Eight-year-old David Sandborn is the creepiest little bastard in the whole wide world, and things, and people, tend to end up dead when they’re around him. And now a foursome of kidnappers, led by Sydney (Michael Rooker), have just abducted the hellspawn from his birthday party with plans to ransom him back to his mother. Of course, as the saying goes, “the best laid plans…” because David isn’t just creepy, but he seems to know everything about his kidnappers, including all their vulnerable spots and how to exploit them. What’s that, Sydney, you say you have a bad heart…?
“Whisper” stars Sarah Wayne Callies and Josh Holloway (from TV’s Prison Break and Lost, respectively) as lovers who are roped into the kidnapping scheme after Max’s (Holloway) dream of getting a loan to open that quaint little restaurant he’s had his eyes on falls through. Roxanne (Callies) doesn’t much care for the crime, but since her boyfriend is in on the deal, she comes along. Plus, it helps to have a female presence to calm the kidnapped kid. The final piece of the kidnap-and-ransom foursome is Vince (Joel Edgerton), the troublesome tech whiz of the crew.
Written by Christopher Borrelli and directed by Stewart Hendler, “Whisper” quickly gets to the heart of the matter: namely that kidnapped victim David is much, much worst than the people who have kidnapped him. Before long, Sydney is trying desperately to call 9-1-1 from their safe house. The foursome, now a threesome, decides to continue on with their ransom idea, but after David thwarts their first ransom demand call to his mother (Stargate SG-1’s Teryl Rothery), things get a bit more complicated for everyone. Except for David, of course, who is perfectly in control. Of everything.
“Whisper” ditches its thriller elements for a horror movie very early on, and in no time David is manipulating every member of the gang with ease. But this also provides something of a dilemma for the film: David’s powers are shown much too early, and after he’s successfully killed a member of the gang by reminding him of his past deeds, David as a character essentially becomes Jason Voorhees minus the hockey mask. There is also a side mystery about a mastermind who is orchestrating the kidnapping, although viewers may figure this one out before the reveal if they try hard enough. There is also a subplot about a young black Detective (Dule Hill) trying to make a name for himself that seems to have been thrown in to pad the running time.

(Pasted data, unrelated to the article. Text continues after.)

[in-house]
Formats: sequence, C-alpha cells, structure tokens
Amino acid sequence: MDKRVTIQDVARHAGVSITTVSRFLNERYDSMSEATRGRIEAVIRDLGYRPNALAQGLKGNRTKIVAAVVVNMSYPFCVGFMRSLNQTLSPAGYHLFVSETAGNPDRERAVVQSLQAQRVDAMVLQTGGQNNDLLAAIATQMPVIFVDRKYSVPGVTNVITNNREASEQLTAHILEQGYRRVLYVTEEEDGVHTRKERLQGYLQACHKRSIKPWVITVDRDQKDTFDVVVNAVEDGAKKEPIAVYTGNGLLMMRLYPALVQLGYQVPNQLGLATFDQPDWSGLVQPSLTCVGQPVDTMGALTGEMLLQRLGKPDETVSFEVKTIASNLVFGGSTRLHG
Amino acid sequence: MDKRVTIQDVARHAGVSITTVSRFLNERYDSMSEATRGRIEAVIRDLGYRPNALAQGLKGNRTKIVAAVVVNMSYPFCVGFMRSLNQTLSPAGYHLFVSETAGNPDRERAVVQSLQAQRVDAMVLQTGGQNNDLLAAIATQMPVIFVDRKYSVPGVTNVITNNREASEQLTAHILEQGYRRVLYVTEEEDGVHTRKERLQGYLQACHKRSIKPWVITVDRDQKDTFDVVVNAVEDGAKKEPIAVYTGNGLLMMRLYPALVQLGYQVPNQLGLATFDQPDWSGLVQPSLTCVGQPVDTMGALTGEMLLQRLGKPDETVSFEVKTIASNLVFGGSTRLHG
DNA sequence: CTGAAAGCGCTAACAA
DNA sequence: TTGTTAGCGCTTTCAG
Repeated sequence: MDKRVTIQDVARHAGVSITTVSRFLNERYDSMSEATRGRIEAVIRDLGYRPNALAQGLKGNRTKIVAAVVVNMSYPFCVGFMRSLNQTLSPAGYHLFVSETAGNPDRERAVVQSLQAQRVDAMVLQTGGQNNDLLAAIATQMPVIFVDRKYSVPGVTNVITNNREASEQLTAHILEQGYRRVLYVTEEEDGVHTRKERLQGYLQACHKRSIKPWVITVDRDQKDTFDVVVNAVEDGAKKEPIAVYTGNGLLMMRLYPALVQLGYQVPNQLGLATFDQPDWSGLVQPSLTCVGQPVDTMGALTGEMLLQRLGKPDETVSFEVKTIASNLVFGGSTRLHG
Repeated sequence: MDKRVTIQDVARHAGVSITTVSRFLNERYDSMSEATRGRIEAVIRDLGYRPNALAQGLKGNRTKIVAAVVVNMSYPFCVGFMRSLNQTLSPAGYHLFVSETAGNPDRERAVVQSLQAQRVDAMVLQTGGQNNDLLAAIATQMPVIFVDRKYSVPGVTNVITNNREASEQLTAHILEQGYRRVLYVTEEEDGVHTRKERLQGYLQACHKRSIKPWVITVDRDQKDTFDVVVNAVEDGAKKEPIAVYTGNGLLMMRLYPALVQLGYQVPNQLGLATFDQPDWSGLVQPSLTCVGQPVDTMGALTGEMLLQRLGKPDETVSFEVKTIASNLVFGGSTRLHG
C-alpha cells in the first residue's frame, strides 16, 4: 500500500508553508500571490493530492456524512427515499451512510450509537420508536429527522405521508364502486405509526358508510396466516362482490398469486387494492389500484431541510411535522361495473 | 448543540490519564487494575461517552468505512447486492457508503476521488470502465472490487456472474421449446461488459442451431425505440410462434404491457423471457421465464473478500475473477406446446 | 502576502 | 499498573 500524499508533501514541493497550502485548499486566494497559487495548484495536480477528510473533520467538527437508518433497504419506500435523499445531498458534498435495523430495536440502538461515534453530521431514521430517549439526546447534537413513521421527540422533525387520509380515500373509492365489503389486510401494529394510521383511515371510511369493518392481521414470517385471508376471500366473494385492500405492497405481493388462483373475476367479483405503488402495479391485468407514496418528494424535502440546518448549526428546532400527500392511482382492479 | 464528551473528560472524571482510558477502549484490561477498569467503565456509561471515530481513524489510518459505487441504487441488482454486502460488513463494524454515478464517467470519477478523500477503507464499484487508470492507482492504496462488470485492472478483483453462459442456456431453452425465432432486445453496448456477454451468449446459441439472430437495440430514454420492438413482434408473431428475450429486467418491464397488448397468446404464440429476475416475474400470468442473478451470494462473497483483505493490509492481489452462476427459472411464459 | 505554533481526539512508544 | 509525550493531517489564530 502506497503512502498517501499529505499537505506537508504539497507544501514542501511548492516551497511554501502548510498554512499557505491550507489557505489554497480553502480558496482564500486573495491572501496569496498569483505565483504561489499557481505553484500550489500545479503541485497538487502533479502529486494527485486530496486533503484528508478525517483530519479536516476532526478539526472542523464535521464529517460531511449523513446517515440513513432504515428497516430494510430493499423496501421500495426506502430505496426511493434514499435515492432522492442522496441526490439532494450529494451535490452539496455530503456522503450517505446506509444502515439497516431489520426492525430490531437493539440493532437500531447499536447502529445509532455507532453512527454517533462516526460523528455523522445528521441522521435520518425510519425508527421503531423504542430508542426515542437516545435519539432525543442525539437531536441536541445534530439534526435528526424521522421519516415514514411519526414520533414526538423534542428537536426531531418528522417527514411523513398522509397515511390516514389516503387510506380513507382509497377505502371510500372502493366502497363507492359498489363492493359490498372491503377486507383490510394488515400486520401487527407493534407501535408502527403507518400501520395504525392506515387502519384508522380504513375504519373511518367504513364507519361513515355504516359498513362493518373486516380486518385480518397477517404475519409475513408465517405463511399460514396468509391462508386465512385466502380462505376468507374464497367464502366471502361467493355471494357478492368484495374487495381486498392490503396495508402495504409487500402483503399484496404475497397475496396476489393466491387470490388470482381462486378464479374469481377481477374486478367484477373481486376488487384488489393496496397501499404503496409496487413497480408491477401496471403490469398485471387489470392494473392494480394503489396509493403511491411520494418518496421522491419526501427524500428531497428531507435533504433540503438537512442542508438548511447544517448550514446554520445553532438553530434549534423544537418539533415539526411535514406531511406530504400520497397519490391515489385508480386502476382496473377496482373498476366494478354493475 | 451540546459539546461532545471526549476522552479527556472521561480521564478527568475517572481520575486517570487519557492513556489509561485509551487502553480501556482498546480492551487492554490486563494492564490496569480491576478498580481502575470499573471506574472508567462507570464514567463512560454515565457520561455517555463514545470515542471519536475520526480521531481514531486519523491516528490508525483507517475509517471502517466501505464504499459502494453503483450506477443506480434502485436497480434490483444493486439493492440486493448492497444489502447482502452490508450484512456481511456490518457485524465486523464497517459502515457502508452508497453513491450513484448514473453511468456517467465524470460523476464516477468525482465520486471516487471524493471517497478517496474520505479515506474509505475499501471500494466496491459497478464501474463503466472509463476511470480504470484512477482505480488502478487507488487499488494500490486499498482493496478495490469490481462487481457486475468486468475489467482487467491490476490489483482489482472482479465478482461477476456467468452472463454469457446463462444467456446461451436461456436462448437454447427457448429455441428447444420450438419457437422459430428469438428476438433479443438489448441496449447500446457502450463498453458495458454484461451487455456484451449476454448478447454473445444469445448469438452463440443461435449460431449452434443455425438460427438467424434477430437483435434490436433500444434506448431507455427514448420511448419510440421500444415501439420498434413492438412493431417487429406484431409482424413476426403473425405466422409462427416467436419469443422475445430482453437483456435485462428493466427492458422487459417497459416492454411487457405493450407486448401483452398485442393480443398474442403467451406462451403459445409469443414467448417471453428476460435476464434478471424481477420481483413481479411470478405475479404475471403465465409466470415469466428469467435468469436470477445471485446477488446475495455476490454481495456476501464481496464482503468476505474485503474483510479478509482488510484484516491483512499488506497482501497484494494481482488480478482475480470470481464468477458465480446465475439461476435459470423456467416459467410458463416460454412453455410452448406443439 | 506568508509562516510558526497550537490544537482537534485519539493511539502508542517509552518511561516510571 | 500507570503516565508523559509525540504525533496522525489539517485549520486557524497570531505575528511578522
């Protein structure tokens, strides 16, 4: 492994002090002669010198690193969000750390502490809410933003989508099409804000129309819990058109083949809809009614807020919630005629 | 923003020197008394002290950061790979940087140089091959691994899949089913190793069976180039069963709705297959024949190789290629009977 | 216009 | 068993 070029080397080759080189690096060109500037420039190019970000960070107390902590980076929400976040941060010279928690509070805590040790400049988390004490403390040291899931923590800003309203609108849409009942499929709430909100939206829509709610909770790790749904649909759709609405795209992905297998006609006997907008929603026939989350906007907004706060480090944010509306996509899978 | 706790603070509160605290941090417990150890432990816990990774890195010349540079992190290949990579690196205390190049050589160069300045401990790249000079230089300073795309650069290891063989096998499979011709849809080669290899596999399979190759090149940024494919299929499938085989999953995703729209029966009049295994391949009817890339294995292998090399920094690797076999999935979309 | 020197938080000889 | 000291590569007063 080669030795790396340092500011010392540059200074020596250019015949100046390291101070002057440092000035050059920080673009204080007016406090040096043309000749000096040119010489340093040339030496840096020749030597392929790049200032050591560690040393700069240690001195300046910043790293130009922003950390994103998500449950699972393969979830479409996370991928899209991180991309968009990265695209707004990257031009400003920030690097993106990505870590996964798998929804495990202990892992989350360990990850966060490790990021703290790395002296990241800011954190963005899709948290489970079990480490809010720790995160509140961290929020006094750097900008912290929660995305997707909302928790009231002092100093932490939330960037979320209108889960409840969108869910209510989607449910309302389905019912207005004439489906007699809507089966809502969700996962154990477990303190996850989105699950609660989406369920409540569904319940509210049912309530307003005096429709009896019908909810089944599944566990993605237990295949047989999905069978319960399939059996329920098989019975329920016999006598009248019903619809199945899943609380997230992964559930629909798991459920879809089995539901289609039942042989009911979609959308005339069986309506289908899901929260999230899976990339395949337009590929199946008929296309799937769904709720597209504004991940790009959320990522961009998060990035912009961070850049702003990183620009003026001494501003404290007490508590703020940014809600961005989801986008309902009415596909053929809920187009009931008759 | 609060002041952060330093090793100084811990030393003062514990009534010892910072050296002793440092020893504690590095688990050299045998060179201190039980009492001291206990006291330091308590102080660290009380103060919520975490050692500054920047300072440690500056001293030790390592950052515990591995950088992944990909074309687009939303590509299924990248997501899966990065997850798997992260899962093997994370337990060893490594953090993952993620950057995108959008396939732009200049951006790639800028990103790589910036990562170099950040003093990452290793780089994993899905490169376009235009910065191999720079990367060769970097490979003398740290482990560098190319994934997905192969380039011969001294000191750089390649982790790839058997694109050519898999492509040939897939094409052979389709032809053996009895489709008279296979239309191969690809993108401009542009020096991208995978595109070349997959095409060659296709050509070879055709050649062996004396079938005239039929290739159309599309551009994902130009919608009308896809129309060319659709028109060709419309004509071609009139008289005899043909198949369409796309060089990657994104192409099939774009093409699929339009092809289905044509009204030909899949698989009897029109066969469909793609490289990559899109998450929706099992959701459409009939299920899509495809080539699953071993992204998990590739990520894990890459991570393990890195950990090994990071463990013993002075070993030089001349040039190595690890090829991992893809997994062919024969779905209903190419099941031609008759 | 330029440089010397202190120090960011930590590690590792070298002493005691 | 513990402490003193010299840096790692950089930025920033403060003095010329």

So who are we supposed to root for, if anyone? I can’t tell. The kidnappers are, of course, criminals that kidnap young boys to ransom back to their rich parents, and so they’re no angels. Then again, David is the anti-thesis of an angel, and is quite possibly the Devil in disguise. There’s also the idea that Max, Roxanne, and their co-horts are complete doofuses. Why? Because the first time young Max tells me my deepest, darkest secrets, something I have never told anyone, I would have thrown the kid into the frozen pond at the back of the house, ransom be damned.
As played by Blake Woodruff, David is quite possibly the creepiest, most evil kid in the history of cinema, and one conversation with him would have told you that. Eight years old or not, this kid is going into the frozen pond if I were one of the kidnappers. But hey, maybe that’s just me. Roxanne seems to be entirely too gullible, even though there is an excuse for her easy manipulation by David. Josh Holloway has the film’s most complicated role, and Max is actually a pretty good guy who always tries to do the right thing, even in impossible situations like the ones he finds himself in. Then again, maybe he shouldn’t have agreed to the kidnapping in the first place…
“Whisper” is very much a horror film, although I’m not sure how it will appeal to the genre base. There isn’t nearly enough gore to satisfy the hounds, and the T&A consists of a post-shower scene with Sarah Wayne Callies. As for scares, most of that is generated from “was it real or was it a dream” sequences that gets annoying after a while. Curiously, Hendler and Borrelli offer up an ending that, while very satisfying, would seem to rule out any possibility of a sequel. Or does it?
Stewart Hendler (director) / Christopher Borrelli (screenplay)
CAST: Josh Holloway … Max Truemont
Blake Woodruff … David Sandborn
Joel Edgerton … Vince Delayo
Sarah Wayne Callies … Roxanne
Dulé Hill … Detective Miles
Teryl Rothery … Catherine Sandborn
Michael Rooker … Sydney Braverman